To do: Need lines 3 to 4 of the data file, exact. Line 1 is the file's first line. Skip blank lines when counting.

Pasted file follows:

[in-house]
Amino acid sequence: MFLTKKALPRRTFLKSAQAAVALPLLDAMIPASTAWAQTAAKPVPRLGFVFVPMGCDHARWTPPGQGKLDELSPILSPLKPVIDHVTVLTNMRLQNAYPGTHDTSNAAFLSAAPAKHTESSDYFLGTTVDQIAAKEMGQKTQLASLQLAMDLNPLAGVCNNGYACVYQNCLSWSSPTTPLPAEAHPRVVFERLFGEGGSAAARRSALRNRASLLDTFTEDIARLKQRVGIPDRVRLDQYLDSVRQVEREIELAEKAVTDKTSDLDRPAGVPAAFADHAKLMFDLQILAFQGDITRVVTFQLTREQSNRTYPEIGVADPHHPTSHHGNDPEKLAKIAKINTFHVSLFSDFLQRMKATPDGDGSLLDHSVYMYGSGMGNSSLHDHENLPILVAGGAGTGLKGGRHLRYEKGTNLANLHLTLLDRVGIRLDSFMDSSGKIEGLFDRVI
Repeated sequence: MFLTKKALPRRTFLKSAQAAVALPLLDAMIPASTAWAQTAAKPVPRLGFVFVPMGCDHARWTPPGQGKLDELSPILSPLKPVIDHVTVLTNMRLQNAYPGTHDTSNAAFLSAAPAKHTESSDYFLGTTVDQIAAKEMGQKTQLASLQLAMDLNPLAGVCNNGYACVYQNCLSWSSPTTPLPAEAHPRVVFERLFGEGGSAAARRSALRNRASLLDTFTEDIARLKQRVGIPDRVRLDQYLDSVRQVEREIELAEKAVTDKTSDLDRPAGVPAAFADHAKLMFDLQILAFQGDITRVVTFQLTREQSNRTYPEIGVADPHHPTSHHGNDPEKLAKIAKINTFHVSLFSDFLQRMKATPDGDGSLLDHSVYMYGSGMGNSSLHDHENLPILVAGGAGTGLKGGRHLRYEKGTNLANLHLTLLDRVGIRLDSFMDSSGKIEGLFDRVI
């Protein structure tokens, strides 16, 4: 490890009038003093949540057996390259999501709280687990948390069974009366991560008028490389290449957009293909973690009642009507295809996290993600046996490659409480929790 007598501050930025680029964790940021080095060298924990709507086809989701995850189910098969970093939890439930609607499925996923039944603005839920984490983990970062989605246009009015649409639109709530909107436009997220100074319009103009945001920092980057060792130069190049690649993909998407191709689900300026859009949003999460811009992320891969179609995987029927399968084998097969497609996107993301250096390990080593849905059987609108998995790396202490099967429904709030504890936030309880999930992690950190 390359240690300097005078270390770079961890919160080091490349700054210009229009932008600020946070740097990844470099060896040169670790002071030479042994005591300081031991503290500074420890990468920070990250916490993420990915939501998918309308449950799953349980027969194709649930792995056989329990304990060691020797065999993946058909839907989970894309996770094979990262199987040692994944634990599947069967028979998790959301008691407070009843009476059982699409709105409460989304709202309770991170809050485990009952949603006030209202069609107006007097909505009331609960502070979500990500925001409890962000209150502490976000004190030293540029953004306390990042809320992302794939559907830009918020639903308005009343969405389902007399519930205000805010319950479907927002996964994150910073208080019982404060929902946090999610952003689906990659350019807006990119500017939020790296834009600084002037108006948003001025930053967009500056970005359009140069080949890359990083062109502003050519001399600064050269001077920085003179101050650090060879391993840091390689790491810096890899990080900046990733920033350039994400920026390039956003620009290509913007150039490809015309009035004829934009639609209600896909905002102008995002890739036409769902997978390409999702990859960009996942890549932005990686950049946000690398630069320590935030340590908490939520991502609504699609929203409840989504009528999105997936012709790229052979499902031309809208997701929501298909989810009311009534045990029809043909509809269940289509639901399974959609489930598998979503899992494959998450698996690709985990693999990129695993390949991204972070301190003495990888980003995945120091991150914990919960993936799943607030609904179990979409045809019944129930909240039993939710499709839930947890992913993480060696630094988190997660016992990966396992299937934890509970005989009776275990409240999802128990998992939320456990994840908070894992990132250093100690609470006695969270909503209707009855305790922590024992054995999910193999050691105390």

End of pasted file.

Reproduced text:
Repeated sequence: MFLTKKALPRRTFLKSAQAAVALPLLDAMIPASTAWAQTAAKPVPRLGFVFVPMGCDHARWTPPGQGKLDELSPILSPLKPVIDHVTVLTNMRLQNAYPGTHDTSNAAFLSAAPAKHTESSDYFLGTTVDQIAAKEMGQKTQLASLQLAMDLNPLAGVCNNGYACVYQNCLSWSSPTTPLPAEAHPRVVFERLFGEGGSAAARRSALRNRASLLDTFTEDIARLKQRVGIPDRVRLDQYLDSVRQVEREIELAEKAVTDKTSDLDRPAGVPAAFADHAKLMFDLQILAFQGDITRVVTFQLTREQSNRTYPEIGVADPHHPTSHHGNDPEKLAKIAKINTFHVSLFSDFLQRMKATPDGDGSLLDHSVYMYGSGMGNSSLHDHENLPILVAGGAGTGLKGGRHLRYEKGTNLANLHLTLLDRVGIRLDSFMDSSGKIEGLFDRVI
């Protein structure tokens, strides 16, 4: 490890009038003093949540057996390259999501709280687990948390069974009366991560008028490389290449957009293909973690009642009507295809996290993600046996490659409480929790 007598501050930025680029964790940021080095060298924990709507086809989701995850189910098969970093939890439930609607499925996923039944603005839920984490983990970062989605246009009015649409639109709530909107436009997220100074319009103009945001920092980057060792130069190049690649993909998407191709689900300026859009949003999460811009992320891969179609995987029927399968084998097969497609996107993301250096390990080593849905059987609108998995790396202490099967429904709030504890936030309880999930992690950190 390359240690300097005078270390770079961890919160080091490349700054210009229009932008600020946070740097990844470099060896040169670790002071030479042994005591300081031991503290500074420890990468920070990250916490993420990915939501998918309308449950799953349980027969194709649930792995056989329990304990060691020797065999993946058909839907989970894309996770094979990262199987040692994944634990599947069967028979998790959301008691407070009843009476059982699409709105409460989304709202309770991170809050485990009952949603006030209202069609107006007097909505009331609960502070979500990500925001409890962000209150502490976000004190030293540029953004306390990042809320992302794939559907830009918020639903308005009343969405389902007399519930205000805010319950479907927002996964994150910073208080019982404060929902946090999610952003689906990659350019807006990119500017939020790296834009600084002037108006948003001025930053967009500056970005359009140069080949890359990083062109502003050519001399600064050269001077920085003179101050650090060879391993840091390689790491810096890899990080900046990733920033350039994400920026390039956003620009290509913007150039490809015309009035004829934009639609209600896909905002102008995002890739036409769902997978390409999702990859960009996942890549932005990686950049946000690398630069320590935030340590908490939520991502609504699609929203409840989504009528999105997936012709790229052979499902031309809208997701929501298909989810009311009534045990029809043909509809269940289509639901399974959609489930598998979503899992494959998450698996690709985990693999990129695993390949991204972070301190003495990888980003995945120091991150914990919960993936799943607030609904179990979409045809019944129930909240039993939710499709839930947890992913993480060696630094988190997660016992990966396992299937934890509970005989009776275990409240999802128990998992939320456990994840908070894992990132250093100690609470006695969270909503209707009855305790922590024992054995999910193999050691105390």